What do I do if I am concerned about their mental health?
There are several behaviours to look out for and ways you can help.
Look out for behaviours such as:
Not looking after themselves, such as not bathing, wearing unwashed clothes, and not brushing their hair or teeth.
Becoming quiet and withdrawn or excessively social.
Oversleeping or sleeping less than usual.
Becoming agitated or irritated.
Using drugs or alcohol to cope.
Having little to no motivation or energy.
Excessively worrying and procrastinating.
Dramatic changes in their appetite and weight.
Losing interest in things they once enjoyed.
Having excessive screen-time.
Expressing thoughts about low-self esteem, self-harm, hopelessness, and/or suicide.
Make time to spend time with them.
Mention you have noticed a change in their behaviour and add something positive, “I’ve noticed that you’ve been!. You’re usually so!”.
Actively and carefully listen to them without interrupting, talking about your issues, giving advice or judgements, or talking just to fill the silence.
Encourage them to talk about their feelings with open ended questions such as “What’s on your mind?”.
Understand it’s not easy to open up and they may react with anger, dismiss your care, and push you away. Don’t give up!
Respect their boundaries and don’t act in a intrusive manner.
Remind them that their reactions are normal in the circumstances.
Do you best to ensure they are safe.
Where possible offer them practical support, such as organising activities to do together, get them involved in social activities, cleaning, cooking, or mind children or pets.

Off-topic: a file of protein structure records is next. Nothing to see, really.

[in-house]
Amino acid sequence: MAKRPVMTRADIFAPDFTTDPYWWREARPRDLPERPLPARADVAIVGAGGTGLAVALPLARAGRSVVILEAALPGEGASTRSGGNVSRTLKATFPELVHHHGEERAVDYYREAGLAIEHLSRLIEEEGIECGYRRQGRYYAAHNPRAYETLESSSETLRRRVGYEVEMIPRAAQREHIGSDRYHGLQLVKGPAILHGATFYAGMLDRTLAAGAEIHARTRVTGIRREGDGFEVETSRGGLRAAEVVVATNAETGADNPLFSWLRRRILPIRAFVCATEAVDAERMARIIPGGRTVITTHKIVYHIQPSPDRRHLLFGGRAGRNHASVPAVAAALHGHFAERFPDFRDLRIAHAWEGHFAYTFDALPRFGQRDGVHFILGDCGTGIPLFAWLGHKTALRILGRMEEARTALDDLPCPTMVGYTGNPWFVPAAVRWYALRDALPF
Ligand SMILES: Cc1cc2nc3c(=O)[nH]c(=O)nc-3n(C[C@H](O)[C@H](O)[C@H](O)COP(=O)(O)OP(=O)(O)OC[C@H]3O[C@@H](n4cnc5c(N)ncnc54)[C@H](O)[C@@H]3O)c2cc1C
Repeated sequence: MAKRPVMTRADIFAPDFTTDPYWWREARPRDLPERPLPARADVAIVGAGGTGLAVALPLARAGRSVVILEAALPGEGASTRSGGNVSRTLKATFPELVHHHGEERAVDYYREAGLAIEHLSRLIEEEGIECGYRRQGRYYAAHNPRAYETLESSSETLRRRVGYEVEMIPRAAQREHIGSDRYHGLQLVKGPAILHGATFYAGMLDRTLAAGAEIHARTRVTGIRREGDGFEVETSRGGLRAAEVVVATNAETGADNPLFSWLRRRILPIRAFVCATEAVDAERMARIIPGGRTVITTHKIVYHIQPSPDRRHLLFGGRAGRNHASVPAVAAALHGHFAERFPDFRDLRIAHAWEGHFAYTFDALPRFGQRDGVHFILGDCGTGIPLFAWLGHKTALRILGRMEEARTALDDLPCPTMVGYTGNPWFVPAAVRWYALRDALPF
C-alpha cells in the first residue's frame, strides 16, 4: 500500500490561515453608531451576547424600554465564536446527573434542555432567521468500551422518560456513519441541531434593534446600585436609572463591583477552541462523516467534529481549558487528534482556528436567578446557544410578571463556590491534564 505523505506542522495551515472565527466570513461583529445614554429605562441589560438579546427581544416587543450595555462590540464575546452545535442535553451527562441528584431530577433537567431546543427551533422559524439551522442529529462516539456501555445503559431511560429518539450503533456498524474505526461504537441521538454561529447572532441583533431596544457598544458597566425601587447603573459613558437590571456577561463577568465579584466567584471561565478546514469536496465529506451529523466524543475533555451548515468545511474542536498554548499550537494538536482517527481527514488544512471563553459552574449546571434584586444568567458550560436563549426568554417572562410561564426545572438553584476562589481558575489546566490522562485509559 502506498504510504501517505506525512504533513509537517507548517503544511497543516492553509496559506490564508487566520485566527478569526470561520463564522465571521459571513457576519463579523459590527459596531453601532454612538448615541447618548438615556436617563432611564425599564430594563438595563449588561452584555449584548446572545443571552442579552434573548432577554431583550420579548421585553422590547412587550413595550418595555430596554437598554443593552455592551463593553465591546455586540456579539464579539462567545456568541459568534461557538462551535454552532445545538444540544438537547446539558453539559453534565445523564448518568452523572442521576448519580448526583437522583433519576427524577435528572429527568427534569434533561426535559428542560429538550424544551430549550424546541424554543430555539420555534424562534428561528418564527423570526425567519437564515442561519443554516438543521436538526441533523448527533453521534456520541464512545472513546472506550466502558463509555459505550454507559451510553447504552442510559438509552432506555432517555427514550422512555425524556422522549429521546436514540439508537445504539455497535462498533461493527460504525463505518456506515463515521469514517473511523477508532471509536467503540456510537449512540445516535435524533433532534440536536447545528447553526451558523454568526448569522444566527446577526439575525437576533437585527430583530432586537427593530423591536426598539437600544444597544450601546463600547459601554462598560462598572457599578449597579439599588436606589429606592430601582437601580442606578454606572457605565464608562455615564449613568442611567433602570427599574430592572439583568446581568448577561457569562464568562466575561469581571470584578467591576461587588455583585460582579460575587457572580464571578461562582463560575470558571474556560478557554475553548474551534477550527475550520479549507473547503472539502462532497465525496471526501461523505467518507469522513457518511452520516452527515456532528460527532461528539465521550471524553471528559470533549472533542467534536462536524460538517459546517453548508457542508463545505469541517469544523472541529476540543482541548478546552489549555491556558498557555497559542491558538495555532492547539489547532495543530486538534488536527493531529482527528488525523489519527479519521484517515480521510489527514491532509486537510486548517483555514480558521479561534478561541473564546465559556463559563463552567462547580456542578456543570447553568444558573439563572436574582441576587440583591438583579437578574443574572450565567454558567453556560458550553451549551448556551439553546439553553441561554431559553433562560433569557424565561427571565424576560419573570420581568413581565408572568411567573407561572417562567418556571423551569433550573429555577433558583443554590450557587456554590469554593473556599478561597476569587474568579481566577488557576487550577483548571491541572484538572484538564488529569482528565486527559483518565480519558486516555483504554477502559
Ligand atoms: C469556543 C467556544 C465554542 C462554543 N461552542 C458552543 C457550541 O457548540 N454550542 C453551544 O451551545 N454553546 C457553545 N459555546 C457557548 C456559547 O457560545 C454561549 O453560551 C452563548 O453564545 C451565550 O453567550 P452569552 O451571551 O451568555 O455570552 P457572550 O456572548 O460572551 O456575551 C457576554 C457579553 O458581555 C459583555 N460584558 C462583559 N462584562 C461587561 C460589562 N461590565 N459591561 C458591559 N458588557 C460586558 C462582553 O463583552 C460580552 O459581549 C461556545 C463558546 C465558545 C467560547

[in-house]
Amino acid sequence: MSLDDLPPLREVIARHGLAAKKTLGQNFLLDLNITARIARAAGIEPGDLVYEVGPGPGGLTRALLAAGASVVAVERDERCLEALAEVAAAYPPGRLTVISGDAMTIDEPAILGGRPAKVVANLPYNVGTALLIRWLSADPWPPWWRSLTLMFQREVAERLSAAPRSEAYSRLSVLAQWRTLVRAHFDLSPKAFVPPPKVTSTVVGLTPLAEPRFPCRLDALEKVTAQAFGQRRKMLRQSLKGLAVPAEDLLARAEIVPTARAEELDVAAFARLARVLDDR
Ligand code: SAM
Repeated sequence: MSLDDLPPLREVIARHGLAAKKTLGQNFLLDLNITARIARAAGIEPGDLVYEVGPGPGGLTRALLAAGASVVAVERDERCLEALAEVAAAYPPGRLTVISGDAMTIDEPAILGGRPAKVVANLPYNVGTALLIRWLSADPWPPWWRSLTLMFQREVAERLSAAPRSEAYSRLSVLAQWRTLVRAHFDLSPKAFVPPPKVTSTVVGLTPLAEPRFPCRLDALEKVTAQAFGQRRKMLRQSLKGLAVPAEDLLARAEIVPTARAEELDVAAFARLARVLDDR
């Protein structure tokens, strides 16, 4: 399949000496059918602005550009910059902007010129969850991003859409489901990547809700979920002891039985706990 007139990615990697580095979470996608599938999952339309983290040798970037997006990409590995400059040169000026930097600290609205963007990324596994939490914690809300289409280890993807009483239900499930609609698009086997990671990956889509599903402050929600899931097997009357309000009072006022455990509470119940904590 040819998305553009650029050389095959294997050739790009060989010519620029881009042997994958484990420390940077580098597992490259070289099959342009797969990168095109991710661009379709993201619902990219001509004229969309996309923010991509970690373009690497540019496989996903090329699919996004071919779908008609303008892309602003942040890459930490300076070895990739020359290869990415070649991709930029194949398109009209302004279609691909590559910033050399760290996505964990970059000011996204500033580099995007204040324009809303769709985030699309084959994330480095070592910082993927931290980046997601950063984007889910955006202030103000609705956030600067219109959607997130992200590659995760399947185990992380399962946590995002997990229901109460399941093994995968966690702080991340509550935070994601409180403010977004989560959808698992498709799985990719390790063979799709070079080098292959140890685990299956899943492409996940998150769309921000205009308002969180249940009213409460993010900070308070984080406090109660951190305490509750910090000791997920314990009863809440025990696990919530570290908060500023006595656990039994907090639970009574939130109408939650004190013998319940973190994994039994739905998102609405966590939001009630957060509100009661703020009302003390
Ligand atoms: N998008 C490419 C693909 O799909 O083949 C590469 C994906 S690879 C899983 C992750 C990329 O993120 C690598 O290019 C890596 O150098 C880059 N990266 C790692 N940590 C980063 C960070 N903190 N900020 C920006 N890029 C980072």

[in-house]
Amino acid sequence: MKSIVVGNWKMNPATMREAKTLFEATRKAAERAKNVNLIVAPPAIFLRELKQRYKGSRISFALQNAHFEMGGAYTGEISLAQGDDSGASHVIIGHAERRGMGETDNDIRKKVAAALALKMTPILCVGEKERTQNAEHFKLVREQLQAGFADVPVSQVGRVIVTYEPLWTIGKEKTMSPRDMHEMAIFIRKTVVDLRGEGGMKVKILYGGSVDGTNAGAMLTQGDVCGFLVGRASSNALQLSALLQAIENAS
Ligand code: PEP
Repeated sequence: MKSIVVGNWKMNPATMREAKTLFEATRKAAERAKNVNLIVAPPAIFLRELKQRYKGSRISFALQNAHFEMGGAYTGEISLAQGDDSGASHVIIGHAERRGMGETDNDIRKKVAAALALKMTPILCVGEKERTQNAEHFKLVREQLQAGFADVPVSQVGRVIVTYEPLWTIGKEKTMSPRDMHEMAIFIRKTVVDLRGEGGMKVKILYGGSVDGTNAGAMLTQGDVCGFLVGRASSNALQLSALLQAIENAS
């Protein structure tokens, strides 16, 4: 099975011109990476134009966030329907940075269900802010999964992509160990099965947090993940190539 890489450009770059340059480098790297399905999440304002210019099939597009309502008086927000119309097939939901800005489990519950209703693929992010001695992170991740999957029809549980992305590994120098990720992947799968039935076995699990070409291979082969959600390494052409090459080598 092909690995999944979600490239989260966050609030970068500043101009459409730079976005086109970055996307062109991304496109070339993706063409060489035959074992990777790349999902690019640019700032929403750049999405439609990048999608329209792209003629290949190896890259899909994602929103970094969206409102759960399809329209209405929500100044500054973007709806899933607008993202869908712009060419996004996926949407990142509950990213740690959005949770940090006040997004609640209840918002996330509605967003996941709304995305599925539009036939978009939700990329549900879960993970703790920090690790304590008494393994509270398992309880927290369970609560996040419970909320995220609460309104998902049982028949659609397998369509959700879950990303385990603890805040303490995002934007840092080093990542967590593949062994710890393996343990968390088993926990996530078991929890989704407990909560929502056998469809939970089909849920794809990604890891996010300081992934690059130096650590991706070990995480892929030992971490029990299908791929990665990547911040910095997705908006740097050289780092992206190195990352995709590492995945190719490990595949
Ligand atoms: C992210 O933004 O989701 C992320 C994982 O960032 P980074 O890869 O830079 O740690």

Don’t tell them you know how they feel, because you don’t. Instead, reflect on what they have said, tell them you are sorry that they are struggling and that you want to understand how to help.
Remember that this is about their feelings, not yours, so don’t take their feelings personally.
Don’t assume one gender will be able to handle their struggles better then others.
Don’t tell them it could be worse.
Support at Curtin
Use the support network at Curtin University to learn how to effectively recognise and manage symptoms of addiction. Professional confidentiality is taken seriously at Curtin’s Psychological and Counselling Services and AccessAbility Services, so any information discussed will remain private unless you or others are in danger or if legally obligated to disclose.
Attend one of our mental health first aid group programs or workshops to improve your mental illness literacy and build confidence in providing first aid/support to someone you are concerned about.
You might need counselling yourself to help you deal with the reactions of a person with mental health issues or to learn more about what services are available, including a crisis plan. Book an appointment with one of our psychology trained counsellors.
Explore the extensive range of clinical services the Curtin clinics has to offer. From speech pathology and exercise programs to physiotherapy and psychology, they offer a range of services for children and adults open to the public.